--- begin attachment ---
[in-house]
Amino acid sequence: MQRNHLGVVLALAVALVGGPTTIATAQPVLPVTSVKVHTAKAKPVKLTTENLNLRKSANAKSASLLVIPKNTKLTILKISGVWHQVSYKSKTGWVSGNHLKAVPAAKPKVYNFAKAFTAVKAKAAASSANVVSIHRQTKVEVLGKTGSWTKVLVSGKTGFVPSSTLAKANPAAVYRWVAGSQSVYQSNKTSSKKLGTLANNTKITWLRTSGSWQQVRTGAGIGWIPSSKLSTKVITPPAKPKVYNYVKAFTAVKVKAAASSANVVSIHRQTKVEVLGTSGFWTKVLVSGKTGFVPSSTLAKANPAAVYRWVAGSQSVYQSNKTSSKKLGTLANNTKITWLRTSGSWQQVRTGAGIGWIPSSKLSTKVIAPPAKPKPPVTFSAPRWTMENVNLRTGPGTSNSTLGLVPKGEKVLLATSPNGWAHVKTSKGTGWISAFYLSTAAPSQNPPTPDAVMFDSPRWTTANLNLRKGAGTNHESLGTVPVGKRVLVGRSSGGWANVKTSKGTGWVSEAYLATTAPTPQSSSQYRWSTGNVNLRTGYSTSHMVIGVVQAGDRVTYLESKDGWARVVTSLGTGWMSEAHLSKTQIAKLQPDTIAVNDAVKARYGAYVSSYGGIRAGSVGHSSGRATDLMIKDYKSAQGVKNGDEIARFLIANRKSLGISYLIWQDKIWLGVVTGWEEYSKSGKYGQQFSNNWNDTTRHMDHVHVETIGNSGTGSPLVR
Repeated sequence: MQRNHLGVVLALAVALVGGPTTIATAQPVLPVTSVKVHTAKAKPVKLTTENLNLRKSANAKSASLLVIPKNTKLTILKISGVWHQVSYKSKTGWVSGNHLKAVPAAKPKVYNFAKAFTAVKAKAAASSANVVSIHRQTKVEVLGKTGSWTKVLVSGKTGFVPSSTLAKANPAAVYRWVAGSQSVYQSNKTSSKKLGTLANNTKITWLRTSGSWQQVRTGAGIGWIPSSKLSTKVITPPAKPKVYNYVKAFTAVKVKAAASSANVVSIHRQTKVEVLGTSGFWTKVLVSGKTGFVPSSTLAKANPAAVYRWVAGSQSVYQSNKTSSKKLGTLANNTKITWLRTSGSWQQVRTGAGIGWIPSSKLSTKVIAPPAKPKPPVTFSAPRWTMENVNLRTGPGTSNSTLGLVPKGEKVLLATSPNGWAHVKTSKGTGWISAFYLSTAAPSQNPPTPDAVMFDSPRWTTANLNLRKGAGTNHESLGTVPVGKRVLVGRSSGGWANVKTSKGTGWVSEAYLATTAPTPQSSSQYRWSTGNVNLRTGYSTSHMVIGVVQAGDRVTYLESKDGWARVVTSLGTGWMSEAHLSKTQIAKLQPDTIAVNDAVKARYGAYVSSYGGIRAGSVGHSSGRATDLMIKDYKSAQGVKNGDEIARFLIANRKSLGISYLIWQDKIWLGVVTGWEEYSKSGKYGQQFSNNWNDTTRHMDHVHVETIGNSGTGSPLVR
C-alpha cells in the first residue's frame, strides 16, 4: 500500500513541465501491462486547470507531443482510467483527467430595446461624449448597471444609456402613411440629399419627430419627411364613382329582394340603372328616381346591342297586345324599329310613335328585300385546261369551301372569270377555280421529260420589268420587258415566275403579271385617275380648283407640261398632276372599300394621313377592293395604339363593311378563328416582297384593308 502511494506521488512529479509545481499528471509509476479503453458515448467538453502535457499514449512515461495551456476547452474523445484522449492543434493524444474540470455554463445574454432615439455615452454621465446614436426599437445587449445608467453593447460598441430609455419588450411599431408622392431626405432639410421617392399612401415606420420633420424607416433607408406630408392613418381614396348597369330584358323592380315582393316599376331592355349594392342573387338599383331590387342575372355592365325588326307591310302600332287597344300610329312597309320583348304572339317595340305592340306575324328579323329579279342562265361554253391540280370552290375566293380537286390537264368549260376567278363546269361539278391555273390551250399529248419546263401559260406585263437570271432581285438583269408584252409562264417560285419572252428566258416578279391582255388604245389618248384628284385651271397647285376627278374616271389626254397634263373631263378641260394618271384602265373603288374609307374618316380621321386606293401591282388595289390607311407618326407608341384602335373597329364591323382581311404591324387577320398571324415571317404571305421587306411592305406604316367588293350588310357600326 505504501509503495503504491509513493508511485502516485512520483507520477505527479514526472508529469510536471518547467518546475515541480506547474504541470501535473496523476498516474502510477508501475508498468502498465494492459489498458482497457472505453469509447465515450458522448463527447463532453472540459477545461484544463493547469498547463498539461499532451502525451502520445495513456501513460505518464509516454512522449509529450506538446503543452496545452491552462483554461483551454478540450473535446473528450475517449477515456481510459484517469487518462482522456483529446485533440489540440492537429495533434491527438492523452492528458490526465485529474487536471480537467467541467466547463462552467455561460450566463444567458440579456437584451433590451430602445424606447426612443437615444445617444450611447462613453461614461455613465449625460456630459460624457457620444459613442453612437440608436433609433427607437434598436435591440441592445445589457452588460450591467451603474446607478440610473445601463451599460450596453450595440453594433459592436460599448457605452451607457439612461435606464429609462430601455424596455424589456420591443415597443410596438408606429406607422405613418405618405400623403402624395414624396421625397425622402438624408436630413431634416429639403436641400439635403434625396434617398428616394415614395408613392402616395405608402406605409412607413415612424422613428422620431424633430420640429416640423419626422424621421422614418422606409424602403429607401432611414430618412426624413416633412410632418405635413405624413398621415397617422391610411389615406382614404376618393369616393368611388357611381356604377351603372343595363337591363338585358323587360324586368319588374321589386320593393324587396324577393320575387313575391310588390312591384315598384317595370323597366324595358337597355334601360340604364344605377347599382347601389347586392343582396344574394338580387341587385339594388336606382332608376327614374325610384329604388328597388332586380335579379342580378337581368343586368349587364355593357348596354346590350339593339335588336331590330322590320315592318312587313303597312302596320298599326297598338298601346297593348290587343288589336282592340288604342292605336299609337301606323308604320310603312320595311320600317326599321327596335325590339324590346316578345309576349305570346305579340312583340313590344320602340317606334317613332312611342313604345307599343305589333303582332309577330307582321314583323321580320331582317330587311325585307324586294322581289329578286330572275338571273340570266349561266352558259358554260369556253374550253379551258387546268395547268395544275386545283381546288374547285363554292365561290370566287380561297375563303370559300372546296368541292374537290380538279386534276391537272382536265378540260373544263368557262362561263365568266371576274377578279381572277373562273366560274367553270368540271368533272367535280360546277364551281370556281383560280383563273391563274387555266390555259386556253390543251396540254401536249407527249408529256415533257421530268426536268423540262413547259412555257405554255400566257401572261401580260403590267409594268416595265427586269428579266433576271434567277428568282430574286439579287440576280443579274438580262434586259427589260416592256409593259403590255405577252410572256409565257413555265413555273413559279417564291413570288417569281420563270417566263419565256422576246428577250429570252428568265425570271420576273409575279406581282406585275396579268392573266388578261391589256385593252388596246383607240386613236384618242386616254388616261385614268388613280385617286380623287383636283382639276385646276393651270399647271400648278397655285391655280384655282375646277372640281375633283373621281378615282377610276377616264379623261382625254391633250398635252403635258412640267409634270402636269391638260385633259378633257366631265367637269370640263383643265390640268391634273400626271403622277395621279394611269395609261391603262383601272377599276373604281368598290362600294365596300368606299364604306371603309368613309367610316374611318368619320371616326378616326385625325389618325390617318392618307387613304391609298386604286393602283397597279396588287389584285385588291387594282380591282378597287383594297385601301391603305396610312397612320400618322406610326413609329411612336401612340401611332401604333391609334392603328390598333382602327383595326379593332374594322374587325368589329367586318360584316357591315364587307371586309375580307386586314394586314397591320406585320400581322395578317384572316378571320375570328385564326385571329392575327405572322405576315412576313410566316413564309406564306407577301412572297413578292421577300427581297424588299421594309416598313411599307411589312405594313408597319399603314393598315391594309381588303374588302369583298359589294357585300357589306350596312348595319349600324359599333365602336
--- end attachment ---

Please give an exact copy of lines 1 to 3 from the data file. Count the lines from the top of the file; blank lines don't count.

[in-house]
Amino acid sequence: MQRNHLGVVLALAVALVGGPTTIATAQPVLPVTSVKVHTAKAKPVKLTTENLNLRKSANAKSASLLVIPKNTKLTILKISGVWHQVSYKSKTGWVSGNHLKAVPAAKPKVYNFAKAFTAVKAKAAASSANVVSIHRQTKVEVLGKTGSWTKVLVSGKTGFVPSSTLAKANPAAVYRWVAGSQSVYQSNKTSSKKLGTLANNTKITWLRTSGSWQQVRTGAGIGWIPSSKLSTKVITPPAKPKVYNYVKAFTAVKVKAAASSANVVSIHRQTKVEVLGTSGFWTKVLVSGKTGFVPSSTLAKANPAAVYRWVAGSQSVYQSNKTSSKKLGTLANNTKITWLRTSGSWQQVRTGAGIGWIPSSKLSTKVIAPPAKPKPPVTFSAPRWTMENVNLRTGPGTSNSTLGLVPKGEKVLLATSPNGWAHVKTSKGTGWISAFYLSTAAPSQNPPTPDAVMFDSPRWTTANLNLRKGAGTNHESLGTVPVGKRVLVGRSSGGWANVKTSKGTGWVSEAYLATTAPTPQSSSQYRWSTGNVNLRTGYSTSHMVIGVVQAGDRVTYLESKDGWARVVTSLGTGWMSEAHLSKTQIAKLQPDTIAVNDAVKARYGAYVSSYGGIRAGSVGHSSGRATDLMIKDYKSAQGVKNGDEIARFLIANRKSLGISYLIWQDKIWLGVVTGWEEYSKSGKYGQQFSNNWNDTTRHMDHVHVETIGNSGTGSPLVR
Repeated sequence: MQRNHLGVVLALAVALVGGPTTIATAQPVLPVTSVKVHTAKAKPVKLTTENLNLRKSANAKSASLLVIPKNTKLTILKISGVWHQVSYKSKTGWVSGNHLKAVPAAKPKVYNFAKAFTAVKAKAAASSANVVSIHRQTKVEVLGKTGSWTKVLVSGKTGFVPSSTLAKANPAAVYRWVAGSQSVYQSNKTSSKKLGTLANNTKITWLRTSGSWQQVRTGAGIGWIPSSKLSTKVITPPAKPKVYNYVKAFTAVKVKAAASSANVVSIHRQTKVEVLGTSGFWTKVLVSGKTGFVPSSTLAKANPAAVYRWVAGSQSVYQSNKTSSKKLGTLANNTKITWLRTSGSWQQVRTGAGIGWIPSSKLSTKVIAPPAKPKPPVTFSAPRWTMENVNLRTGPGTSNSTLGLVPKGEKVLLATSPNGWAHVKTSKGTGWISAFYLSTAAPSQNPPTPDAVMFDSPRWTTANLNLRKGAGTNHESLGTVPVGKRVLVGRSSGGWANVKTSKGTGWVSEAYLATTAPTPQSSSQYRWSTGNVNLRTGYSTSHMVIGVVQAGDRVTYLESKDGWARVVTSLGTGWMSEAHLSKTQIAKLQPDTIAVNDAVKARYGAYVSSYGGIRAGSVGHSSGRATDLMIKDYKSAQGVKNGDEIARFLIANRKSLGISYLIWQDKIWLGVVTGWEEYSKSGKYGQQFSNNWNDTTRHMDHVHVETIGNSGTGSPLVR